Insulin-like growth factor-1 (IGF-1)-induced inhibition of growth hormone secretion is associated with sleep suppression

F. Obál, L. Kapás, J. Gardi, P. Taishi, B. Bodosi, J. M. Krueger

Research output: Contribution to journalArticle

29 Citations (Scopus)


The hypothalamic growth hormone (GH)-releasing hormone (GHRH) promotes non-rapid eye movement sleep (NREMS). Insulin-like growth factor-1 (IGF-1) acts as a negative feedback in the somatotropic axis inhibiting GHRH and stimulating somatostatin. To determine whether this feedback alters sleep, rats and rabbits were injected intracerebroventricularly (i.c.v.) with IGF-1 (5.0 and 0.25 μg, respectively) and the sleep-wake activity was studied. Compared to baseline (i.c.v. injection of physiological saline), IGF-1 elicited prompt suppressions in both NREMS and rapid eye movement sleep (REMS) in postinjection hour 1 in rats and rabbits. The intensity of NREMS (characterized by the slow wave activity of the EEG by means of fast-Fourier analysis) was significantly enhanced 7 to 11 h postinjection in rats. Plasma GH concentrations were measured in 30-min samples after i.c.v. IGF-1 injection in rats and a significant suppression of GH secretion was observed 30 min postinjection. The simultaneous inhibition of the somatotropic axis and sleep raises the possibility that the sleep alterations also result from an IGF-1-induced suppression of GHRH. The late increases in NREMS intensity are attributed to metabolic actions of IGF-1 or to a release of GHRH from the IGF-1-induced inhibition.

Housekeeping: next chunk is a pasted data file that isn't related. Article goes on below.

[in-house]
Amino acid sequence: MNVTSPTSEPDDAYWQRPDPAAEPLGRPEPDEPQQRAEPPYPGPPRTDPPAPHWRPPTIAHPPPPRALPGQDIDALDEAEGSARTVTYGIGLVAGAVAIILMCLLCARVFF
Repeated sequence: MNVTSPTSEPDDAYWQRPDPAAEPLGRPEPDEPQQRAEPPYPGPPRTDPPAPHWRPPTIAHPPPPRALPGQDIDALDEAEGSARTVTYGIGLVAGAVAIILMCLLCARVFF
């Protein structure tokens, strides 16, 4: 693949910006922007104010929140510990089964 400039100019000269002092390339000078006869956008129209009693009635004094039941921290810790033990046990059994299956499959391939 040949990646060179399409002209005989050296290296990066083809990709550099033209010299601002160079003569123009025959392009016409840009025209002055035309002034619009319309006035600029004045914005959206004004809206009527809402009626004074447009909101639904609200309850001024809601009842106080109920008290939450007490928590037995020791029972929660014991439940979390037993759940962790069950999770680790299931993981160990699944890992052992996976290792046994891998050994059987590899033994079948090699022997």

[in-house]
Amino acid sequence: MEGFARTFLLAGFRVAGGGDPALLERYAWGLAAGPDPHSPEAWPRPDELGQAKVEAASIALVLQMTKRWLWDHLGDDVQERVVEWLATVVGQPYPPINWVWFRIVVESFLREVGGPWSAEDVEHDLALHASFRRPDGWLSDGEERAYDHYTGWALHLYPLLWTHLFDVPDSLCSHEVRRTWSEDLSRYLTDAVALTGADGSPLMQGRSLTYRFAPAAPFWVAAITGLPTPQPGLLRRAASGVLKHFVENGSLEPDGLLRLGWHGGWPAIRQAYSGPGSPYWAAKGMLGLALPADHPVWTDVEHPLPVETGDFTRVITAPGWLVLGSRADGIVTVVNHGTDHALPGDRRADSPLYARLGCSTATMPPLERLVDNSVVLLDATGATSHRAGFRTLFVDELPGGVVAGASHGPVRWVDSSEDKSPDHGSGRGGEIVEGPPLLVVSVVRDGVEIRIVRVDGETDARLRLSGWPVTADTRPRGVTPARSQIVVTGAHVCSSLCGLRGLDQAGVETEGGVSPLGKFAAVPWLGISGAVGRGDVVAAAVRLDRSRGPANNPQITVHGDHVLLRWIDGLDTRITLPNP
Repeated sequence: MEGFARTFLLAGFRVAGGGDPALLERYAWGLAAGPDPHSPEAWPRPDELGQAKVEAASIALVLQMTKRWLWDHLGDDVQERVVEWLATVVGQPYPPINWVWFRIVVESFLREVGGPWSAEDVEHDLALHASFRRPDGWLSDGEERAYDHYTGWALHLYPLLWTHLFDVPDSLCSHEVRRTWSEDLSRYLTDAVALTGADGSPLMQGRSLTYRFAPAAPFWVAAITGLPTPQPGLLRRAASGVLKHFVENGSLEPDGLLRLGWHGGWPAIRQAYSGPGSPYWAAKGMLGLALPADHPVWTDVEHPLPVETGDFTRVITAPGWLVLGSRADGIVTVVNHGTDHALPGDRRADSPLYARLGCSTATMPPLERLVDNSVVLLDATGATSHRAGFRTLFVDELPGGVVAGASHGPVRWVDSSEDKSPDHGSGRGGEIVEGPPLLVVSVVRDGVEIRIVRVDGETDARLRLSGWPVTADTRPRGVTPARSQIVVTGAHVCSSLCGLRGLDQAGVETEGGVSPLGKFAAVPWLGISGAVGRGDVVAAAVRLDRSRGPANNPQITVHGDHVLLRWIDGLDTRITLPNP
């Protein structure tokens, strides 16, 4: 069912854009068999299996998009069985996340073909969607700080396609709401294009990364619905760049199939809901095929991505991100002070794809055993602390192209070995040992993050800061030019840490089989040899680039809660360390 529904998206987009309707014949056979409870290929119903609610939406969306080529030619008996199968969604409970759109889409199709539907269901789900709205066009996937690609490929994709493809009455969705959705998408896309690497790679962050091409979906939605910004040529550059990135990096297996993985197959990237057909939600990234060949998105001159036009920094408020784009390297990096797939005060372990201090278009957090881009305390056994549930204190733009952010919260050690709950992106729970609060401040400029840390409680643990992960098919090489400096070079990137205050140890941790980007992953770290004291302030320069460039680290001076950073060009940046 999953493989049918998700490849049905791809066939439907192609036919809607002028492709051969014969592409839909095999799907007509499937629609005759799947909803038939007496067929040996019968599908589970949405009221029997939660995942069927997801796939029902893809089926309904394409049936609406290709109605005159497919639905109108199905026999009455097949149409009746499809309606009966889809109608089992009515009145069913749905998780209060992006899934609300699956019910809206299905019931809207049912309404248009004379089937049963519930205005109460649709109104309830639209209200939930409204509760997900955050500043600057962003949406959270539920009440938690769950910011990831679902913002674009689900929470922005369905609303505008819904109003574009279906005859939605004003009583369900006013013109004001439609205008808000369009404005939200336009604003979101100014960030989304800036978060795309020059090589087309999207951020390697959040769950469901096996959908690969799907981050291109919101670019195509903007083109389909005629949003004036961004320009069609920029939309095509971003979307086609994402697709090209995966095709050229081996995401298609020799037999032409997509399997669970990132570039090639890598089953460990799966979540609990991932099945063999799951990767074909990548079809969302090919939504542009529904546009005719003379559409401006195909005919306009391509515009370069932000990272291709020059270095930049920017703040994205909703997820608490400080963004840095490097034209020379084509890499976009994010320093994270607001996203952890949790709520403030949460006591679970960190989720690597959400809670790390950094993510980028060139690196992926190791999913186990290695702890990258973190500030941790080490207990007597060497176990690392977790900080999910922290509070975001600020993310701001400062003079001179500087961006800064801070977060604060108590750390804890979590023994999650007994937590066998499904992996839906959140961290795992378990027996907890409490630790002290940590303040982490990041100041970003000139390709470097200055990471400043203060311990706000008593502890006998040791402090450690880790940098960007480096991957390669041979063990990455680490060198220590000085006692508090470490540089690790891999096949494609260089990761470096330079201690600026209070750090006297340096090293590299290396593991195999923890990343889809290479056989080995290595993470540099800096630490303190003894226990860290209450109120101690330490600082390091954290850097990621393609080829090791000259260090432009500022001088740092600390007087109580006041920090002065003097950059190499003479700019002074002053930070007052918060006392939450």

Original languageEnglish
Pages (from-to)267-274
Number of pages8
JournalBrain research
Issue number2
Publication statusPublished - Feb 13 1999


  • EEG
  • GHRH
  • Growth hormone
  • IGF-1
  • Rabbits
  • Rats
  • Sleep
  • Somatostatin

ASJC Scopus subject areas

  • Neuroscience(all)
  • Molecular Biology
  • Clinical Neurology
  • Developmental Biology

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